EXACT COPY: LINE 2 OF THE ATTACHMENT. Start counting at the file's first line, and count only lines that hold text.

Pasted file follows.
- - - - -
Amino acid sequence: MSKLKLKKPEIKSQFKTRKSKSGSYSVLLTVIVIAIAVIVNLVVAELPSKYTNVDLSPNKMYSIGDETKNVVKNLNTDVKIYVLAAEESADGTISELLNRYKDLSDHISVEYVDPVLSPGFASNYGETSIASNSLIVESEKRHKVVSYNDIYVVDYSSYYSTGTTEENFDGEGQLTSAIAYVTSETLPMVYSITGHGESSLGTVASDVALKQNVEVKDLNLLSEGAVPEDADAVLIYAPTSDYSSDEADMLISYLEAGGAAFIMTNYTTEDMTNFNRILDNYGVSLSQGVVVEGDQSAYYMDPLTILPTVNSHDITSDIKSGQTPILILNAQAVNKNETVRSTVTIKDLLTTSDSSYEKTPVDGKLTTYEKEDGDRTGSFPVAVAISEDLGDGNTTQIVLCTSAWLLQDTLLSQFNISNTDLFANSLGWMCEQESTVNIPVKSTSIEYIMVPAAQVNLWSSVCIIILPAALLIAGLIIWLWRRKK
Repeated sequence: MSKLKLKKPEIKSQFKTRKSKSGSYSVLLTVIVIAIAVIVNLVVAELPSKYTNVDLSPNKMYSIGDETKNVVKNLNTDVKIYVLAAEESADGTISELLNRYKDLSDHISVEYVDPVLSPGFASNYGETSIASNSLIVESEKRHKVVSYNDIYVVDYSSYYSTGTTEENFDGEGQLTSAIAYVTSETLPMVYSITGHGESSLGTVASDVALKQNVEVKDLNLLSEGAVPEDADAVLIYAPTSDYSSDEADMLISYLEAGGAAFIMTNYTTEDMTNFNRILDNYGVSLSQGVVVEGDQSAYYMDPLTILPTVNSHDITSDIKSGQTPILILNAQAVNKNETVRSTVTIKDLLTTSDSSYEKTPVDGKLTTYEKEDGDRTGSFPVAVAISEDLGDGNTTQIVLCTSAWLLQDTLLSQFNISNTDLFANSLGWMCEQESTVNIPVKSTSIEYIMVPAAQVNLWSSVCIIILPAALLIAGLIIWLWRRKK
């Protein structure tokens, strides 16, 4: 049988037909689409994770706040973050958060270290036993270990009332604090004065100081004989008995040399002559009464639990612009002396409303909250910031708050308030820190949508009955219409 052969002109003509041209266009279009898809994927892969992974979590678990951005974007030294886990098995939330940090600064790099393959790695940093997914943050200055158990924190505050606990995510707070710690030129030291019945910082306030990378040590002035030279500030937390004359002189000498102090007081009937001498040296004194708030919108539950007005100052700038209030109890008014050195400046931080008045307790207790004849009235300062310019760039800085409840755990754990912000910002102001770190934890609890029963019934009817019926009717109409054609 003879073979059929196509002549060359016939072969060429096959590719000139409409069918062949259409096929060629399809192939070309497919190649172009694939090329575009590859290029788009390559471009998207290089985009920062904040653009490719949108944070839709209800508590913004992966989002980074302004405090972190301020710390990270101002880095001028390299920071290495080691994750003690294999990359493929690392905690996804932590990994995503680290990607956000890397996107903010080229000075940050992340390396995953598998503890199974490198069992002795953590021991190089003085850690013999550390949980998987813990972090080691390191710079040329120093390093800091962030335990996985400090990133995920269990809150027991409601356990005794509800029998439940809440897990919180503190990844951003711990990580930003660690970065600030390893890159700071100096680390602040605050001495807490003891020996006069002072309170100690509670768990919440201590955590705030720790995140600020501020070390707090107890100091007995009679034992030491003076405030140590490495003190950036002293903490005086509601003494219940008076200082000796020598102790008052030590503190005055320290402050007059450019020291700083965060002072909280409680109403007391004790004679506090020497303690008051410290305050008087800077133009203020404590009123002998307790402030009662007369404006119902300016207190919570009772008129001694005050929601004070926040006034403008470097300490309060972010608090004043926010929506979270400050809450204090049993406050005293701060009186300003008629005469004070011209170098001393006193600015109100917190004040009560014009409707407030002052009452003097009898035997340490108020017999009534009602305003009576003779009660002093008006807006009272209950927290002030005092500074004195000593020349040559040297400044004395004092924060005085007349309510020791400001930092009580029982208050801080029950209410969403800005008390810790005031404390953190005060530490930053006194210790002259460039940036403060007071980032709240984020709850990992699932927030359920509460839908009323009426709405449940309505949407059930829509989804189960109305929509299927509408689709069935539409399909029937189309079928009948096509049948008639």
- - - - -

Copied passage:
Repeated sequence: MSKLKLKKPEIKSQFKTRKSKSGSYSVLLTVIVIAIAVIVNLVVAELPSKYTNVDLSPNKMYSIGDETKNVVKNLNTDVKIYVLAAEESADGTISELLNRYKDLSDHISVEYVDPVLSPGFASNYGETSIASNSLIVESEKRHKVVSYNDIYVVDYSSYYSTGTTEENFDGEGQLTSAIAYVTSETLPMVYSITGHGESSLGTVASDVALKQNVEVKDLNLLSEGAVPEDADAVLIYAPTSDYSSDEADMLISYLEAGGAAFIMTNYTTEDMTNFNRILDNYGVSLSQGVVVEGDQSAYYMDPLTILPTVNSHDITSDIKSGQTPILILNAQAVNKNETVRSTVTIKDLLTTSDSSYEKTPVDGKLTTYEKEDGDRTGSFPVAVAISEDLGDGNTTQIVLCTSAWLLQDTLLSQFNISNTDLFANSLGWMCEQESTVNIPVKSTSIEYIMVPAAQVNLWSSVCIIILPAALLIAGLIIWLWRRKK